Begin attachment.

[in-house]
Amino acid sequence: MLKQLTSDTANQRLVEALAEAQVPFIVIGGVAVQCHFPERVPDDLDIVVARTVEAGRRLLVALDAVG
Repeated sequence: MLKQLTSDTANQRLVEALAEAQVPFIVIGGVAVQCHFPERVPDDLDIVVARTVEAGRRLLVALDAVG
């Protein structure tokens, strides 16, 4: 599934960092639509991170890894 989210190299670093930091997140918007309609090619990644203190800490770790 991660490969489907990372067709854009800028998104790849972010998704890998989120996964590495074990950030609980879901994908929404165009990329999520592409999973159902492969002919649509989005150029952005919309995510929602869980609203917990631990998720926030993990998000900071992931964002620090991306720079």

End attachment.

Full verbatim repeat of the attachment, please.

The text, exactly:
[in-house]
Amino acid sequence: MLKQLTSDTANQRLVEALAEAQVPFIVIGGVAVQCHFPERVPDDLDIVVARTVEAGRRLLVALDAVG
Repeated sequence: MLKQLTSDTANQRLVEALAEAQVPFIVIGGVAVQCHFPERVPDDLDIVVARTVEAGRRLLVALDAVG
């Protein structure tokens, strides 16, 4: 599934960092639509991170890894 989210190299670093930091997140918007309609090619990644203190800490770790 991660490969489907990372067709854009800028998104790849972010998704890998989120996964590495074990950030609980879901994908929404165009990329999520592409999973159902492969002919649509989005150029952005919309995510929602869980609203917990631990998720926030993990998000900071992931964002620090991306720079």